“Oaxaca is very tight on large fruit,” Sabine Henry, saleswoman for Pompano Beach, Fla.-based Central American Produce, said April 7. “Sixes through nines will be short for the next two weeks.”
By the second half of April, early Mexican volumes should return to more seasonally normal levels, though large fruit will still be more scarce than usual, Henry said.
The proximity of Easter to Cinco de Mayo, combined with the lighter volumes out of the south, could make Cinco promotions a challenge, said Chris Ciruli, partner in Nogales, Ariz.-based Ciruli Bros. LLC.
That said, with avocado and lime markets so tight, mangoes could still be an appealing option for retailers for Cinco, he said.
The week of April 7, Ciruli Bros. reported shortages of tommy atkins and haden varieties, sizes 9 and larger, Ciruli said. And while 12s and 14s were more plentiful, season-to-date volumes were running behind last season.
On April 8, the U.S. Department of Agriculture reported prices of $7-7.50 for flats of one-layer tommy atkins 6-9s from Mexico, up from $6 last year at the same time.
As of April 8, it was hard to tell whether Mexican volumes would return to normal seasonal volumes in the coming weeks, said William Watson, executive director of the Orlando, Fla.-based National Mango Board.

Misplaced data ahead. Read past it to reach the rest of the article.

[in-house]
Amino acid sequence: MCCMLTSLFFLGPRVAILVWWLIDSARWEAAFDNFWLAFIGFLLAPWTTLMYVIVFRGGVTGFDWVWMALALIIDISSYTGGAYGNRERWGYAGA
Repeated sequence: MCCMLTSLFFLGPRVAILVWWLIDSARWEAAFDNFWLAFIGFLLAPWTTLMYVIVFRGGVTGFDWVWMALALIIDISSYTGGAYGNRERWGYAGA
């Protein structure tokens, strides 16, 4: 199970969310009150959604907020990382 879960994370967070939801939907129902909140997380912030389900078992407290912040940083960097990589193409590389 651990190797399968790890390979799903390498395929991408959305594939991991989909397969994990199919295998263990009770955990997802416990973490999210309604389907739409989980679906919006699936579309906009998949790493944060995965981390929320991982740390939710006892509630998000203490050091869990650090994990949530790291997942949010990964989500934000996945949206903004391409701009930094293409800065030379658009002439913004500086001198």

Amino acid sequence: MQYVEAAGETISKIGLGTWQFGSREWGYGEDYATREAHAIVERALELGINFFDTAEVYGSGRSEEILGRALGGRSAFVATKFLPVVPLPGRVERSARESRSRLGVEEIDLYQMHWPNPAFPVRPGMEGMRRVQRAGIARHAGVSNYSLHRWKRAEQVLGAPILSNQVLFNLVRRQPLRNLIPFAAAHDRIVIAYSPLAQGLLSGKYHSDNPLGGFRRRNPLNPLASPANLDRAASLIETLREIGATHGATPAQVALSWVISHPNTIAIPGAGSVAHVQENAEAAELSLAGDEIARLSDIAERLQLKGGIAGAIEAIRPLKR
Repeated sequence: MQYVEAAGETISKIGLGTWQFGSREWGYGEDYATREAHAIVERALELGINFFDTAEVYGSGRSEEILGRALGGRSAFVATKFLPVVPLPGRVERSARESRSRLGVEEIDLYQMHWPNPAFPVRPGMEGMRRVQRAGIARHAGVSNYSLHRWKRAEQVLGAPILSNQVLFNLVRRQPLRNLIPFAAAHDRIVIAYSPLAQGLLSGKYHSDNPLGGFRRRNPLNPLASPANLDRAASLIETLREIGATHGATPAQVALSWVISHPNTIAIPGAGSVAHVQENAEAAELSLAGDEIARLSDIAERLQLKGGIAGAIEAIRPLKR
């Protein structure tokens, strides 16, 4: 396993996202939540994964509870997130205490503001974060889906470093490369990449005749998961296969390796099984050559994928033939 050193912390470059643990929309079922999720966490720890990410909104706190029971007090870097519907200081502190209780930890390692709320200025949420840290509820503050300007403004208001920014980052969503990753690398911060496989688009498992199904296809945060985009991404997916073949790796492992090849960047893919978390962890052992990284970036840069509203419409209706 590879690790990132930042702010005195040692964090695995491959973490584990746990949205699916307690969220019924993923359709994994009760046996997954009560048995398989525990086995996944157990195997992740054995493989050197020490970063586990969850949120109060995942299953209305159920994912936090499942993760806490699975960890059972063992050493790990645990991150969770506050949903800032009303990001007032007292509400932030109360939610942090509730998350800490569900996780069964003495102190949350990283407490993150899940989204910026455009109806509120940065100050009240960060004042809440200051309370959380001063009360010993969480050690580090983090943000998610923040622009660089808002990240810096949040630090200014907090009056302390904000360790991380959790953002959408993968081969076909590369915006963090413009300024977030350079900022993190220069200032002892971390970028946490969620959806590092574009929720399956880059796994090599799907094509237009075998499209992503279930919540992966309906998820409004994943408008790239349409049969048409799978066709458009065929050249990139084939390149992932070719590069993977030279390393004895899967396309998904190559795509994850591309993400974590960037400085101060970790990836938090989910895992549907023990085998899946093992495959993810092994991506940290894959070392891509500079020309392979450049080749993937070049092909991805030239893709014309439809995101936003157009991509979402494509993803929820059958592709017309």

“I don’t think anybody really knows,” he said.
Mexican supplies will be supplemented, however, by mangoes from Guatemala, Haiti and possibly other offshore sources this spring, Watson said.
“There will be a lot of good fruit in the marketplace,” he said. “Guatemala’s going pretty strong. They’ll go through May, and maybe into June.”
Through about mid- May, Central American Produce will get some relief on large sizes from Nicaragua, which was sizing larger than Mexico in early April. The company also expected to receive larger sized fruit from Guatemala through about the end of May.
In Nayarit and growing regions further north, growers have reported irregular blooms, which will likely affect kents and tommy atkins more than other varieties, Ciruli said.
“We’re not looking at a banner year out of the north, either,” he said.
For Henry, the size limitations early in the Mexican deal are just the latest chapter is what has been a tumultuous season for mango marketing.
“It’s been an amazing roller coaster on mangoes all year,” she said. “It’s been very volatile.”
While the Mexican deal will start to hit its groove later in April, prices will still likely be higher than normal, Henry said.
Instead of $4-4.50 markets in May, Henry expects prices to stay more in the $5.50-6 range. And in July, $4.50-5, not $3.50, will be the more likely price, she said.